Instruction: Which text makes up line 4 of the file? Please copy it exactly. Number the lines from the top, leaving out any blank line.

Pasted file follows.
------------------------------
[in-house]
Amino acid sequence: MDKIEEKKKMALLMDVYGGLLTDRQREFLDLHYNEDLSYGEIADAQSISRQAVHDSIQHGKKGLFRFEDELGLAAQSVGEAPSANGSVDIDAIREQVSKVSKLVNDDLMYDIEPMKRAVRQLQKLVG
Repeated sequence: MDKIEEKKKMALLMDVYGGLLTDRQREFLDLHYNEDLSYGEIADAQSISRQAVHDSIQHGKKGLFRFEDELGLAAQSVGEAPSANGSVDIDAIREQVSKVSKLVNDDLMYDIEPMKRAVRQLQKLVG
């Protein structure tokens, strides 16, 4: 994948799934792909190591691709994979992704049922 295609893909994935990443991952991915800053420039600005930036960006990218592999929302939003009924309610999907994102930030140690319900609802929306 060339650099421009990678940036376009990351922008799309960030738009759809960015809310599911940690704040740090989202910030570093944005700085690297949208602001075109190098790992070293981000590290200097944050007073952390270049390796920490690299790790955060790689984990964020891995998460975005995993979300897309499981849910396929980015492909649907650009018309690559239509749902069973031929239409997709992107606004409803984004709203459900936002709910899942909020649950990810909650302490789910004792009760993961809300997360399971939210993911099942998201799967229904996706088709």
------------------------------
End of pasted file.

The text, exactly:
């Protein structure tokens, strides 16, 4: 994948799934792909190591691709994979992704049922 295609893909994935990443991952991915800053420039600005930036960006990218592999929302939003009924309610999907994102930030140690319900609802929306 060339650099421009990678940036376009990351922008799309960030738009759809960015809310599911940690704040740090989202910030570093944005700085690297949208602001075109190098790992070293981000590290200097944050007073952390270049390796920490690299790790955060790689984990964020891995998460975005995993979300897309499981849910396929980015492909649907650009018309690559239509749902069973031929239409997709992107606004409803984004709203459900936002709910899942909020649950990810909650302490789910004792009760993961809300997360399971939210993911099942998201799967229904996706088709």